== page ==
An exclusively made Spartan Challenge coin commemorating the famous Battle of Thermopylae.
The Battle of Thermopylae was fought between an alliance of Greek city-states, led by Sparta, and the Persian Empire of Xerxes during the second Persian invasion of Greece. It took place in August or September 480 BC, at the pass of Thermopylae ('The Hot Gates').
Xerxes had amassed a huge army and navy, and set out to conquer all of Greece. The Athenian general Themistocles had proposed that the Allied Greeks block the advance of the Persian army at the pass of Thermopylae, and simultaneously block the Persian navy at the Straits of Artemisium.
An Allied force of approximately 7,000 men thus marched north to block the pass in the summer of 480 BC. The Persian army, alleged by the ancient sources to have numbered in the millions, arrived at the pass in late August or early September. Vastly outnumbered, the Greeks held off the Persians for seven days in total, before the rear-guard was annihilated in one of history's most famous last stands. During two full days of battle, the small force led by King Leonidas I of Sparta blocked the only road by which the massive Persian army could pass. (find out more about Leonidas...)
After the second day of battle, a local resident named Ephialtes betrayed the Greeks by revealing a small path that led behind the Greek lines. Aware that his force was being outflanked, Leonidas dismissed the bulk of the Greek army, and remained to guard the rear with 300 Spartans, 700 Thespians, 400 Thebans and perhaps a few hundred others, the vast majority of whom were killed.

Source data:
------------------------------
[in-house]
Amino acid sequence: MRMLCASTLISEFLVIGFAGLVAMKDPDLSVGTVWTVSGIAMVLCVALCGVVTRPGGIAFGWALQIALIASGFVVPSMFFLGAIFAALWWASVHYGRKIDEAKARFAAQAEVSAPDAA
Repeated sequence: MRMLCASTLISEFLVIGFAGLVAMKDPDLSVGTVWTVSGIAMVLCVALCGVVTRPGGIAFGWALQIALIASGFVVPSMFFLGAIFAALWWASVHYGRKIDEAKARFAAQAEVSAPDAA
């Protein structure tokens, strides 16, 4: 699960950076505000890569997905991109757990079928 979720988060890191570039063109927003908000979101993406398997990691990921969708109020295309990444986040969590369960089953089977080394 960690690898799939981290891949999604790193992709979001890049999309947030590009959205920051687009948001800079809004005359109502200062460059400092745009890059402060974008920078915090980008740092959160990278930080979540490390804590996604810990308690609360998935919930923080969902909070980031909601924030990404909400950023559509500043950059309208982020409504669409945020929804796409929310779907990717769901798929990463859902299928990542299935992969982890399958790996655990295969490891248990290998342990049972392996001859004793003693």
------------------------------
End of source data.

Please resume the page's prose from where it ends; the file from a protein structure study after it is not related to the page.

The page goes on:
Both ancient and modern writers have used the Battle of Thermopylae as an example of the power of a patriotic army of freemen defending native soil. The performance of the defenders at the battle of Thermopylae is also used as an example of the advantages of training, equipment, and good use of terrain as force multipliers and has become a symbol of courage against overwhelming odds.
The coin bears the inscription"Thermopylae 480 BC" and "Molon Lave!" in ancient Greek (="Come and get them!"), the famous answer that King Leonidas gave to Xerxes when he demanded that the Greeks surrended their arms.
It also bears the famous epitaph inscription by Simonides at the burial mound of the Spartans in Thermoplyae. The inscription reads: "Go tell the Spartans, stranger passing by, that here obedient to their laws we lie."
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